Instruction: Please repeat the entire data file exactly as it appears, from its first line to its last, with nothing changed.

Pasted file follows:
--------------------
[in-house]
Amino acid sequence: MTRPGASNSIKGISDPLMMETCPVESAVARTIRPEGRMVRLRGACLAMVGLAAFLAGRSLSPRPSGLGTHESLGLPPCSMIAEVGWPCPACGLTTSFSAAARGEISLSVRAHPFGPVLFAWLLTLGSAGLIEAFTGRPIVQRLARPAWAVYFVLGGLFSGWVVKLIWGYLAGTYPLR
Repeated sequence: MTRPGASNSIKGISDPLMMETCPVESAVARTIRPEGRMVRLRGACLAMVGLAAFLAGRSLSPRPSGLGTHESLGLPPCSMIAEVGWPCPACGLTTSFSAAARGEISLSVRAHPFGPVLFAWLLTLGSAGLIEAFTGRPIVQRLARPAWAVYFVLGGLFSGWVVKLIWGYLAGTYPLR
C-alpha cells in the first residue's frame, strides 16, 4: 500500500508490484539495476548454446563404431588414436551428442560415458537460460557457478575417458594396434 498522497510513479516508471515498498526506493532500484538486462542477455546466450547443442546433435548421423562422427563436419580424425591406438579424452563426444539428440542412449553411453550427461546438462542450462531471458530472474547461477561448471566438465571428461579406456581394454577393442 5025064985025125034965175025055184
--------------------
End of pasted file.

[in-house]
Amino acid sequence: MTRPGASNSIKGISDPLMMETCPVESAVARTIRPEGRMVRLRGACLAMVGLAAFLAGRSLSPRPSGLGTHESLGLPPCSMIAEVGWPCPACGLTTSFSAAARGEISLSVRAHPFGPVLFAWLLTLGSAGLIEAFTGRPIVQRLARPAWAVYFVLGGLFSGWVVKLIWGYLAGTYPLR
Repeated sequence: MTRPGASNSIKGISDPLMMETCPVESAVARTIRPEGRMVRLRGACLAMVGLAAFLAGRSLSPRPSGLGTHESLGLPPCSMIAEVGWPCPACGLTTSFSAAARGEISLSVRAHPFGPVLFAWLLTLGSAGLIEAFTGRPIVQRLARPAWAVYFVLGGLFSGWVVKLIWGYLAGTYPLR
C-alpha cells in the first residue's frame, strides 16, 4: 500500500508490484539495476548454446563404431588414436551428442560415458537460460557457478575417458594396434 498522497510513479516508471515498498526506493532500484538486462542477455546466450547443442546433435548421423562422427563436419580424425591406438579424452563426444539428440542412449553411453550427461546438462542450462531471458530472474547461477561448471566438465571428461579406456581394454577393442 5025064985025125034965175025055184